The Swiss Society for Neuroscience, July 15, 2008
Scientists in Switzerland and the UK have made valuable discoveries into how the human brain responds to faces, feels empathy for others, and represents the concept of the self. The researchers used functional magnetic resonance imaging (fMRI), which measures brain activity, to understand how the brain works in real time. The results, presented Sunday 13 July at FENS 2008, will be relevant in disorders of social functioning such as autism and low self-esteem.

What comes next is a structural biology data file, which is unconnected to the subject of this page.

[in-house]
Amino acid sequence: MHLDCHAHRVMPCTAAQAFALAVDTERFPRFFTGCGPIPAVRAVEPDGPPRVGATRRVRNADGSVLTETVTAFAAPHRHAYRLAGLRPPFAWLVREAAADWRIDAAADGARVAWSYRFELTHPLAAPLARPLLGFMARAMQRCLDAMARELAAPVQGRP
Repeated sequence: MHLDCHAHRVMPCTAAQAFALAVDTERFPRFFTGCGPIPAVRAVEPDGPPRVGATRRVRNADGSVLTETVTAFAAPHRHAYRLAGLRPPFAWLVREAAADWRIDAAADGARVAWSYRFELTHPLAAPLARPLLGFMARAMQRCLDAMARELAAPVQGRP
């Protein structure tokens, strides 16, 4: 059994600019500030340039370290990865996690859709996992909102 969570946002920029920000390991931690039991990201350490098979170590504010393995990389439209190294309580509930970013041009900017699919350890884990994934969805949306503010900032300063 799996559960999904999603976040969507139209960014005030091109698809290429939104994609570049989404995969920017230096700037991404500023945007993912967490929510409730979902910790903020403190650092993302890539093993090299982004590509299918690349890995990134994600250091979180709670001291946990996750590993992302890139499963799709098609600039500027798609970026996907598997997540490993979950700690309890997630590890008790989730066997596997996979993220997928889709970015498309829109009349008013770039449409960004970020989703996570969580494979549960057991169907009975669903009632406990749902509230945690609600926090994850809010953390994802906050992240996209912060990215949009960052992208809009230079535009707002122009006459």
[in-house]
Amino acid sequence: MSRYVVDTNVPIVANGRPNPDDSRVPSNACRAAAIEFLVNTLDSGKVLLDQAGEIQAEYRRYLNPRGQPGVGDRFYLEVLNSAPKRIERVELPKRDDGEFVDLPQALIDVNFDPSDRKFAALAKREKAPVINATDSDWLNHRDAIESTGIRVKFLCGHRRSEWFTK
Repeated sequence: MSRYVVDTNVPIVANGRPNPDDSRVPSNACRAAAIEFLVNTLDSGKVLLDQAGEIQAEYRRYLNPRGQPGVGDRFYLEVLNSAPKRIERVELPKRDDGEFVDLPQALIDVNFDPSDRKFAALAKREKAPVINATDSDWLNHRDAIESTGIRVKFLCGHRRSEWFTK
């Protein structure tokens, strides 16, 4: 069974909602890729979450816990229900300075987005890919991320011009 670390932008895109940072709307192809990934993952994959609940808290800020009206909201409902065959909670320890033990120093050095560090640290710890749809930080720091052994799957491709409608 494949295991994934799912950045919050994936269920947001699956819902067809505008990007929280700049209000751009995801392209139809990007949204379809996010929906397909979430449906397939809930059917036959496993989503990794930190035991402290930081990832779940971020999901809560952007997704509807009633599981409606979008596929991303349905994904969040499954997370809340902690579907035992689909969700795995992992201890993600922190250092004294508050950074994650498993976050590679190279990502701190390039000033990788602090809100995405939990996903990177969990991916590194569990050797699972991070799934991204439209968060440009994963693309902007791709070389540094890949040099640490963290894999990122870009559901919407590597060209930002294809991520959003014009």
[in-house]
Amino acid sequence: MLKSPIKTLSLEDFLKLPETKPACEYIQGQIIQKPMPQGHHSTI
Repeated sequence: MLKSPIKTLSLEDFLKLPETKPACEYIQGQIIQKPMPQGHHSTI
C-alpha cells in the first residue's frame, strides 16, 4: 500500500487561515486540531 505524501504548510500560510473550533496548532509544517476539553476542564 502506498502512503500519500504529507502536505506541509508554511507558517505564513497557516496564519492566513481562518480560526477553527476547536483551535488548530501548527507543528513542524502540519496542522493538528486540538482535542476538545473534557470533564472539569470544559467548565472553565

“Facial expressions play a major role in non-verbal social communication among humans and other primates,” explains Professor Patrik Vuilleumier, based at the Laboratory of Neurology & Imaging of Cognition in Geneva, Switzerland. But the way the brain responds to facial expressions is influenced by each person’s ‘attachment style’ – the way they tend to respond to others during social interactions. There are three main types of attachment style – secure, anxious and avoidant. People with a secure attachment style tend to think their interactions with others are positive and trustful, while those with anxious attachment style may think others are hostile and tend to worry about being rejected. Those with avoidant attachment style prefer to distance themselves from others. The theory of attachment style was developed in the 1960s, but until now it’s not been clear how it relates to brain activity. “For the first time, our work has revealed differences in brain activity that may underlie these individual differences,” says Professor Vuilleumier.
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